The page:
We were met at the runway on Saunders Island by Suzan Pole-Evans whose husband, David, purchased the island in 1987 with his father. Saunders Island is the site of the original British settlement of the Falklands in 1765 at a place called Port Egmont (since destroyed by the Spanish), just a short walk up the shoreline from the present settlement. It’s also the second largest out-island in the Falklands, nearly 30,000 acres (41 square miles).
We stopped at Suzan’s storeroom to buy a few supplies. As I loaded the Land Rover (the vehicle of choice in the Falklands), Suzan’s young colt, Romeo, poked his head over my shoulder and into the back of the Rover, to see what I was up to. Romeo acted more like a dog than a horse, nuzzling up against us and licking our fingers. I’ve never seen a horse with such personality.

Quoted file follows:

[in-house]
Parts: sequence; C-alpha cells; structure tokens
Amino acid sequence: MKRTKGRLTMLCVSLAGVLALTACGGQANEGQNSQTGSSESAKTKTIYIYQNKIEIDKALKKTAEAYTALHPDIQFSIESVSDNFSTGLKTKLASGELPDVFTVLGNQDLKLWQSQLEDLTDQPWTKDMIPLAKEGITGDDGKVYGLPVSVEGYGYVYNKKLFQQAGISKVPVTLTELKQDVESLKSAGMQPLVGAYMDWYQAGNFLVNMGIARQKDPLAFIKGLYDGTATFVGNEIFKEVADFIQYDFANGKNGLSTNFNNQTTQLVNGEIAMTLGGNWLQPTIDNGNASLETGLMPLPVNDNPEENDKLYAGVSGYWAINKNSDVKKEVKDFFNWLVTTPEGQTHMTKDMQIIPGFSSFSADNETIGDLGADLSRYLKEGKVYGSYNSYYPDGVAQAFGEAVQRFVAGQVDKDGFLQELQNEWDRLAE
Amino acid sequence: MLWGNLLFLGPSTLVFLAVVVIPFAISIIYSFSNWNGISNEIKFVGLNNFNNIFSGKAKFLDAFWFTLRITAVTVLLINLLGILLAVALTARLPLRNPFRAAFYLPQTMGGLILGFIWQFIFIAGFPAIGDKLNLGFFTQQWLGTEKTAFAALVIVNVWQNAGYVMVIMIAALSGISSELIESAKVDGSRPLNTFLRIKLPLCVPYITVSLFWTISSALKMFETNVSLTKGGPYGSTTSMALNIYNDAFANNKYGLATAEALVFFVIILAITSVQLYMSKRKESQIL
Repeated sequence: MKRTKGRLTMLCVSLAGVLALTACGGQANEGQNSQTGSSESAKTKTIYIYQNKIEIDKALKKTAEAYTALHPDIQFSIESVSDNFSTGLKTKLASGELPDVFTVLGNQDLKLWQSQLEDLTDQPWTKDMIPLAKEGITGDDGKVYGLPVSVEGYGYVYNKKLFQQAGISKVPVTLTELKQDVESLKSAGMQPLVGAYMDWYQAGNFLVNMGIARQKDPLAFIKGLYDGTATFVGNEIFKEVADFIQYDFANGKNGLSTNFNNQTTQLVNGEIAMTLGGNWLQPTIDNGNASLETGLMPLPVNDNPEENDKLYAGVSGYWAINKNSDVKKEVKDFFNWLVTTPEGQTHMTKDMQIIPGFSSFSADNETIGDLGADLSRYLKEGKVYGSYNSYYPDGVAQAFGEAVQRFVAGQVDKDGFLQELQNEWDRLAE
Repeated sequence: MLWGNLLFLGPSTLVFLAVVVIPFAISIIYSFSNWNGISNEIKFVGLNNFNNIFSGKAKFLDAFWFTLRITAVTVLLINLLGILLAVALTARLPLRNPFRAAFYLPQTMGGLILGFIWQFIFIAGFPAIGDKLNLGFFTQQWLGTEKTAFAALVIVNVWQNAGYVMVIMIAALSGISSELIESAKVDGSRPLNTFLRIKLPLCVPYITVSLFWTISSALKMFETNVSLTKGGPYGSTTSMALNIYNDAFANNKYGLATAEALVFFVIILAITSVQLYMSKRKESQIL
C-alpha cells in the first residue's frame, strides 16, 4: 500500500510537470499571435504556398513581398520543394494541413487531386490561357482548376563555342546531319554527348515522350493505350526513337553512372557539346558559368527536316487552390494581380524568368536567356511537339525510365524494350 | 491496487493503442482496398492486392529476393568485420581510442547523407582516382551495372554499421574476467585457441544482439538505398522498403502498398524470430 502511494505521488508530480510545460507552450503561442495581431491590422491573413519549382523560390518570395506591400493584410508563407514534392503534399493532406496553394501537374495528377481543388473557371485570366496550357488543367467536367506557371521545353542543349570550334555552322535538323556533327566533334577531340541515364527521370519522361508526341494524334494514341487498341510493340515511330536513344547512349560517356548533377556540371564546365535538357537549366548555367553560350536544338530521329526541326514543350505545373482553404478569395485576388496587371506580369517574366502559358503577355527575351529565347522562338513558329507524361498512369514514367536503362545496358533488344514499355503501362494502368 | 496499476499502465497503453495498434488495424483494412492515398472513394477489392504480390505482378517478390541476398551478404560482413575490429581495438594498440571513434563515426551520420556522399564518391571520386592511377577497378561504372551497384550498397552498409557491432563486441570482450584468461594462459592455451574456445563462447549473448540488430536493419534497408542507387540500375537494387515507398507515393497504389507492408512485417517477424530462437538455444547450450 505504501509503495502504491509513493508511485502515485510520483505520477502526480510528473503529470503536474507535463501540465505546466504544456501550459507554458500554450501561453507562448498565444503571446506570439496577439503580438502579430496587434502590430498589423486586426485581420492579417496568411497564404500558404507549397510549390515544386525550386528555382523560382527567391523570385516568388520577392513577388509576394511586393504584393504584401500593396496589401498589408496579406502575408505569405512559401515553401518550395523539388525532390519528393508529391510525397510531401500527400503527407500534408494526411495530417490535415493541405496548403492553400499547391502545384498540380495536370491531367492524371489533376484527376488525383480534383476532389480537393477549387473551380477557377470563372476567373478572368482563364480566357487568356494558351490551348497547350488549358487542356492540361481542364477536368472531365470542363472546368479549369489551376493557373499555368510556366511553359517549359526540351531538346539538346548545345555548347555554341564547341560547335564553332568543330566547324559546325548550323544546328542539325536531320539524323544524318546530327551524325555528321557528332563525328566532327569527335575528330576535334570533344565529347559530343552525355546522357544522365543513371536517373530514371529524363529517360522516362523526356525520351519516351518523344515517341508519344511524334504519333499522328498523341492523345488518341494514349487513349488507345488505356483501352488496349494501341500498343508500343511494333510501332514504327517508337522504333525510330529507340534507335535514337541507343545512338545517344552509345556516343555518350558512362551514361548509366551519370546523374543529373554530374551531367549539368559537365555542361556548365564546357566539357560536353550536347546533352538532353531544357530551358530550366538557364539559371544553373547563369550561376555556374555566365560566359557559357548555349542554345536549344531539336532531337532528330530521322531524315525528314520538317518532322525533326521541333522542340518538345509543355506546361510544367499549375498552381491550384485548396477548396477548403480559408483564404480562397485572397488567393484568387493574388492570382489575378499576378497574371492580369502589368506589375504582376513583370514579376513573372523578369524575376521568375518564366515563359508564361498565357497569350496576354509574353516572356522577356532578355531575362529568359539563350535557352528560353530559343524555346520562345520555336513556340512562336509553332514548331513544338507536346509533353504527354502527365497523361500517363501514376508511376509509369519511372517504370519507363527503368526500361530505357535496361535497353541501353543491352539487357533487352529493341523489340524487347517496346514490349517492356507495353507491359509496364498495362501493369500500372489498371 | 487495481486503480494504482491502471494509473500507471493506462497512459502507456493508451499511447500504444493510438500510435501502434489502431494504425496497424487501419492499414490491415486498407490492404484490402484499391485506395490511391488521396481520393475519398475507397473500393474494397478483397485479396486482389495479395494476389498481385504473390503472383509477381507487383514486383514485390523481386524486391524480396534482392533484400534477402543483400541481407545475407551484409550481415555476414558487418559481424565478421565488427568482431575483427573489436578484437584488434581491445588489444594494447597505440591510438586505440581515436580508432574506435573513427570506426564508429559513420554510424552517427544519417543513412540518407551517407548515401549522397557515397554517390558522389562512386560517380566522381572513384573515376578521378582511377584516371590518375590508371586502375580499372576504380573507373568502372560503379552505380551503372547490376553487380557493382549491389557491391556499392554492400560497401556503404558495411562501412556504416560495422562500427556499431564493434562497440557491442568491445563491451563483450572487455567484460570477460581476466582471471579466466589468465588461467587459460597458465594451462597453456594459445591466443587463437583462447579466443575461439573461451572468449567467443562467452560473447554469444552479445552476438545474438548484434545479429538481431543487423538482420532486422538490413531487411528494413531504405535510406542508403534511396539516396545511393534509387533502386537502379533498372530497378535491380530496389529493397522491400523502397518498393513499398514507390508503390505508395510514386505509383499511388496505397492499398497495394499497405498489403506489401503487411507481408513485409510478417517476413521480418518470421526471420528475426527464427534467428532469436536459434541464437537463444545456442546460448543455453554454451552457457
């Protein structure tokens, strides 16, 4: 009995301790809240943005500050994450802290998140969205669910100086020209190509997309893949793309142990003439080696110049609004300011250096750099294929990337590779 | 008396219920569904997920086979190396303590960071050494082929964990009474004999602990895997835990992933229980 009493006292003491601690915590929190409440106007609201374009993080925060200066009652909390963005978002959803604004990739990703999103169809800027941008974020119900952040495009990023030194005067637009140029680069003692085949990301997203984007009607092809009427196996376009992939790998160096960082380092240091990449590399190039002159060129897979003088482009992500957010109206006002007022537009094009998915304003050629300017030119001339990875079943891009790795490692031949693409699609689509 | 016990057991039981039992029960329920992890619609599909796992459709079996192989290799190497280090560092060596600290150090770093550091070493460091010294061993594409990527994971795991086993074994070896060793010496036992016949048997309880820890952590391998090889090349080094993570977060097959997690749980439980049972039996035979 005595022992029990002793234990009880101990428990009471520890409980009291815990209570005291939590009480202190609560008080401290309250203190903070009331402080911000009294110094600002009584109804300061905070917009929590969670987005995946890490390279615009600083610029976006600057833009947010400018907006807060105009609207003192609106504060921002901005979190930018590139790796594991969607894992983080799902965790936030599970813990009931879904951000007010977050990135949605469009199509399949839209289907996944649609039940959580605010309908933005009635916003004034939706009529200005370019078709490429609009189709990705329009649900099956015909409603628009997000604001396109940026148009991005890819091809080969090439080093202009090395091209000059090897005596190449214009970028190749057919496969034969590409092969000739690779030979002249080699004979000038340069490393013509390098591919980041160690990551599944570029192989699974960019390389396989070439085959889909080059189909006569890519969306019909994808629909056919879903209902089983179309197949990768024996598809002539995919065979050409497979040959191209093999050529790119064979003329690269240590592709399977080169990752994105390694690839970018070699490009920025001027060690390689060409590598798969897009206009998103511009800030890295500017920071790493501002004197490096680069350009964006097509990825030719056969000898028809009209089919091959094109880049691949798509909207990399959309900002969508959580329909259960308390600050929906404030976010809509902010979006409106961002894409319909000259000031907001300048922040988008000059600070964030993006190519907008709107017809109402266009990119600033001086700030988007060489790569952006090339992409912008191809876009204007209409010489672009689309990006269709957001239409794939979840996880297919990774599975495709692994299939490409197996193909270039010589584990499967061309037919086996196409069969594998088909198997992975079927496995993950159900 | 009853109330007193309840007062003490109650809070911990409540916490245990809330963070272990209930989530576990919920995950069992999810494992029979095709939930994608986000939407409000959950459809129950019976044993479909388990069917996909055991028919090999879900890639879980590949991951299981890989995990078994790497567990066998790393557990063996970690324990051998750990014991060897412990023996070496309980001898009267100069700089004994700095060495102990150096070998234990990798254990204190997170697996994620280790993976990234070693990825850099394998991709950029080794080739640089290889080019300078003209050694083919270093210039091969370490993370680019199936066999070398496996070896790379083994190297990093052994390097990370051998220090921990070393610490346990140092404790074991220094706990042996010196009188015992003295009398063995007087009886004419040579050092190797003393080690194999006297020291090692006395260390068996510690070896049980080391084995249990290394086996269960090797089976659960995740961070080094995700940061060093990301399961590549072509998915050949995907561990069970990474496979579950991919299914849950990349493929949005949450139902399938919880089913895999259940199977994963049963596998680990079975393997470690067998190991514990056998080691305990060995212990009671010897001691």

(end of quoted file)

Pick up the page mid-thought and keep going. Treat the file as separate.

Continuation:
The Pole-Evanses are mainly sheep farmers, but they also have a few cattle and, of course, they also depend on tourist revenue from people like us who come to stay at one of their two wildlife viewing camps: The Neck (where we’re staying); or, The Rookery.
The Neck is a rugged 10-mile drive from the settlement to an isthmus between two peaks of Saunders Island, Mount Harston and Mount Richards.
The drive takes about an hour in the Rover, four-wheeling around the island…
…to the Portakamp – essentially a shipping container turned into rustic accommodations – that will be our home for two nights.
The sun broke through, shortly after Suzan dropped us off.
We’ll be the only ones here; just us and about 20,000 penguins. And a few sheep that avoided the roundup. Here’s the view from the Portakamp.
It’s nice to see the sun again!